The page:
Sometimes it takes a truly dramatic event to really make you face up to a serious threat.
It was not that I was unaware of the danger of already occurring climate change, but it was still a shock when the Essendon Football Club had to cancel its game against St Kilda, scheduled for Wangaratta on March 3, when the team's plane couldn't land in the extreme weather.
As a result, the Bombers forfeited four points in the NAB Cup. I just thanked Christ it was only the pre-season.
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But is it really possible to pin the blame for the extreme weather that flooded large sections of New South Wales on climate change?
Climate scientists point out it is nearly impossible to blame any single weather event for climate change, but emphasise evidence strongly suggests the changing climate is making extreme weather events more frequent and worse.
The effects of climate change are being felt in other ways too. On March 9, the Sydney Morning Herald reported: “The Pacific nation of Kiribati is negotiating to buy land in Fiji so it can move islanders under threat from rising sea levels, in what could be the first climate-induced relocation of a country.”
It is true Kiribati doesn't have an AFL team, so at least the move won't disrupt the home-and-away season. But still, the forced relocation of all 113,000 people living in one of the world's poorest nations seems a harsh consequence of a global crisis they had little to do with causing.
Unless scientists reveal previously unknown evidence that a key cause of runaway climate change is carbon emissions from Kiribati's main exports of coconut extracts and fish, then an entire nation is literally going under thanks to the economic activity of others.
Others, such as Australia's large mining giants, dedicated to ripping resources from the ground to feed the global fossil-fuel driven economy, are not quite so guiltless.
It is in this context that we were subjected to hysterical whining by mining companies and the corporate media about leaked details of a Greenpeace plan seeking to raise $6 million to fund its campaign against the dramatic expansion of Australia's coal and gas mining industry.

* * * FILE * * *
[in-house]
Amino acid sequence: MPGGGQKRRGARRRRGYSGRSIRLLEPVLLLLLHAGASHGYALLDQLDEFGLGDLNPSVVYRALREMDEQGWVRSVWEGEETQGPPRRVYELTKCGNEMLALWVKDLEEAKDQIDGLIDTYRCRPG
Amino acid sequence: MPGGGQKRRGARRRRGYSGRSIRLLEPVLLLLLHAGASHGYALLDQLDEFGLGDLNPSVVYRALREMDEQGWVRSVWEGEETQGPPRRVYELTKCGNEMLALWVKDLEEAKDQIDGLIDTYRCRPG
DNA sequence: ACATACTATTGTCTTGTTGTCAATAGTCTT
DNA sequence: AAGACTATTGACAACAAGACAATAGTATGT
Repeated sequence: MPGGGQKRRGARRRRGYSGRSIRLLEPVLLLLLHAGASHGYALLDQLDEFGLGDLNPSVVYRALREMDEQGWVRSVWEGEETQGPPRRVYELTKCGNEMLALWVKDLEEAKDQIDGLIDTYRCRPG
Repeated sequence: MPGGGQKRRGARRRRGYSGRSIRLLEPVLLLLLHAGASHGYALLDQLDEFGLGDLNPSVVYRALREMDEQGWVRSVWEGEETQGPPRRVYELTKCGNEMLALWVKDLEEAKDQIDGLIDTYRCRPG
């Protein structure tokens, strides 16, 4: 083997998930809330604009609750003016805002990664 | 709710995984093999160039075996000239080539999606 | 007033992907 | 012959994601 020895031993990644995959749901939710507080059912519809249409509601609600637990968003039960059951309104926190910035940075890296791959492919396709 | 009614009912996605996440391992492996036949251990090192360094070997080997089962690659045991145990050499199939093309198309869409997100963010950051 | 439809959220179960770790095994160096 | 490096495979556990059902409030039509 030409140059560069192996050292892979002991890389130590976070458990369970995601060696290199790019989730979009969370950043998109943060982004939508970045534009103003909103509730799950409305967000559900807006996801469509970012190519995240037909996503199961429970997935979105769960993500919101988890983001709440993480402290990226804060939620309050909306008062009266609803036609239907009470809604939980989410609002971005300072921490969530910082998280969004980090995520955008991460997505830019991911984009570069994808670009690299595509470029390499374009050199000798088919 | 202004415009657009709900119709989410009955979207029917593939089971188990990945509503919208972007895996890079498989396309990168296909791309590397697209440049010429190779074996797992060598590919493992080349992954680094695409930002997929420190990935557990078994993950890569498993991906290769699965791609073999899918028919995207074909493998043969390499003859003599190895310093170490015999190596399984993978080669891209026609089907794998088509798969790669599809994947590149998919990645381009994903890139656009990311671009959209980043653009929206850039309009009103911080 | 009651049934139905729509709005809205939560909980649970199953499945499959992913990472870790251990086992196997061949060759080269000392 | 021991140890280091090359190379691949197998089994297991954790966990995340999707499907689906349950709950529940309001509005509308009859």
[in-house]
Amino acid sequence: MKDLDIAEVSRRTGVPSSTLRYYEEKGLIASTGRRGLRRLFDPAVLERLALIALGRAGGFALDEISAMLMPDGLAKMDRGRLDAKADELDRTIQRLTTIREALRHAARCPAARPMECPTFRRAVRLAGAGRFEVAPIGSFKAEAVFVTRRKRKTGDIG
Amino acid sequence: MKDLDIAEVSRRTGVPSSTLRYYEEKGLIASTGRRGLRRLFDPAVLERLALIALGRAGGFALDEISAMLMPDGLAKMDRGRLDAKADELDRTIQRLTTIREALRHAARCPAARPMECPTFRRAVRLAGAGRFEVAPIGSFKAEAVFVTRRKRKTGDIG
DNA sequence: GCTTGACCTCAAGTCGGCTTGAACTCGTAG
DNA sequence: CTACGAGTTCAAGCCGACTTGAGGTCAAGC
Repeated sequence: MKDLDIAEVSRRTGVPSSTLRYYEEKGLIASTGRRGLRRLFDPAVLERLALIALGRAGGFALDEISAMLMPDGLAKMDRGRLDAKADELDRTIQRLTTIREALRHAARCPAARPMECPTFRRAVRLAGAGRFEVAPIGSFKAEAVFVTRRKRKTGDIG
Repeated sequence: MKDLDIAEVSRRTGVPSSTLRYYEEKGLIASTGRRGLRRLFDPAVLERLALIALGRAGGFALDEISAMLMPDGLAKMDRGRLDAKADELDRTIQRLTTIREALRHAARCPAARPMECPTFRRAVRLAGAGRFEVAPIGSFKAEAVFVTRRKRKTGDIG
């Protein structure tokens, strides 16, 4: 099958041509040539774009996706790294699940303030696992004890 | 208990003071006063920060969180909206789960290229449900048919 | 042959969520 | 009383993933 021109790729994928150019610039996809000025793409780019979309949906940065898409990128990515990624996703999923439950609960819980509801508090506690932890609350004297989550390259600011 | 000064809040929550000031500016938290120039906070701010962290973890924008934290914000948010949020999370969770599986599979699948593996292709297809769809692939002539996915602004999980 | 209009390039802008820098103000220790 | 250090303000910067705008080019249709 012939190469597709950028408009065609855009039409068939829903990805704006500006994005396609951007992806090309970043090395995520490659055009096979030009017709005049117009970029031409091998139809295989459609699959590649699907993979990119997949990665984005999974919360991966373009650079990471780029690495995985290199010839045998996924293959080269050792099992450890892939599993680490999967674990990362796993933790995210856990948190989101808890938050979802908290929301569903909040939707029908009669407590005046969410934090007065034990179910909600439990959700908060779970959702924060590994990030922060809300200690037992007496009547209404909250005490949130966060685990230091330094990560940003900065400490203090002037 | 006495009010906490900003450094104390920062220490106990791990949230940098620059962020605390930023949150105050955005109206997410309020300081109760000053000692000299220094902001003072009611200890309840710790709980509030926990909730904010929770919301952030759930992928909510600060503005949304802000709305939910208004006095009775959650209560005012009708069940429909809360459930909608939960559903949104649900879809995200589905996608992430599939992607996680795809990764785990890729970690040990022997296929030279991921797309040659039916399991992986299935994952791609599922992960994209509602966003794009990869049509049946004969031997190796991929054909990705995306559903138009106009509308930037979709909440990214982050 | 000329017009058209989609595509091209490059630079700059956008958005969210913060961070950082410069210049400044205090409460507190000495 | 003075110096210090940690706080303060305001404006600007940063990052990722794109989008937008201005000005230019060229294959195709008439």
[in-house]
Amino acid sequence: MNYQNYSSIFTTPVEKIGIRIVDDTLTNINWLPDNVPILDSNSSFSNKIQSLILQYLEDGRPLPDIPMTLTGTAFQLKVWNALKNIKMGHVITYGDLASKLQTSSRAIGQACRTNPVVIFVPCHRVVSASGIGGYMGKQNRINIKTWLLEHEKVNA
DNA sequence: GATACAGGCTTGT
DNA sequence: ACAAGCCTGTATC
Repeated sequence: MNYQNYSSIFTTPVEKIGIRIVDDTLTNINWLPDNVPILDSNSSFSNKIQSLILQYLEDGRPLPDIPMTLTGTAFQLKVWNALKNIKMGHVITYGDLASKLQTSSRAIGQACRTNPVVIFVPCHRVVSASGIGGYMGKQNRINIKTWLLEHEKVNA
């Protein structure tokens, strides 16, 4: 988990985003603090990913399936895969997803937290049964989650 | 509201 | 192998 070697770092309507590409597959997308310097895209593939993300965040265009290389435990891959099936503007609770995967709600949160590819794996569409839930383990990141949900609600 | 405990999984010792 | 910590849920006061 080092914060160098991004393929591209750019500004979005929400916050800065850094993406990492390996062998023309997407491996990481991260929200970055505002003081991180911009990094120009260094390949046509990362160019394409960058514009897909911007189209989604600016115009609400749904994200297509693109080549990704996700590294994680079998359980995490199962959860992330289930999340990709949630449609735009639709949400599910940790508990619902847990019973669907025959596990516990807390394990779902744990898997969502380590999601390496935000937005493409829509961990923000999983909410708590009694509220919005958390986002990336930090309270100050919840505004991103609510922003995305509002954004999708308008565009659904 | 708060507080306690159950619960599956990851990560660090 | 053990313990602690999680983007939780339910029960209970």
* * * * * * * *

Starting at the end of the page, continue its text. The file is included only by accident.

Australia exports more coal than anywhere else in the world, making the mining industry responsible for a fair portion of the carbon emissions about to drown Kiribati.
But such inconvenient facts didn't stop demands to strip Greenpeace of its charity status. A group is developing a campaign to try to save the planet? Quick, for fuck's sake, somebody stop them now before they do any real good!
Greenpeace's campaign is obviously unprecedented. I mean, try to imagine the mining giants putting together $6 million to try to impose their will on the nation. You just couldn't -- as if they would waste their time with that loose change?
Everyone knows that when you want to be serious about imposing your will and, say, bring down a prime minister, you throw at least $22 million into the war chest.
Not that I would dare suggest mining giants have undue influence.
Whining that Swan “attacks me for being undemocratic”, Palmer defended himself on March 5 by claiming: “I truly believe in democracy and accepting the people's will.”
I can imagine a tearful Palmer calling his mum to complain about such outrageous bullying, to which Mrs Palmer responds: “Is that nasty Mr Swanny being mean to you again, darling? I know, sweetie, why don't you run off and do another one of those multi-million dollar ad campaigns till they sack him — that always cheers you up.”
Tackling head on Swan's undemocratic exercise in saying what he thinks, Palmer answered firmly: “We have in this country respect for freedom of speech.”
Yes, mining giants can buy a paper or TV station with which to freely shout their views to the nation. And we are equally free to shout at the TV in fury at such views.
Their shouts scare the government, ours scare the cat. So as you can see, we are all equal.
And, therefore, in defence of this equality, mining giants like Palmer must be allowed to continue, unhindered, destroying our planet for a buck. It makes total sense.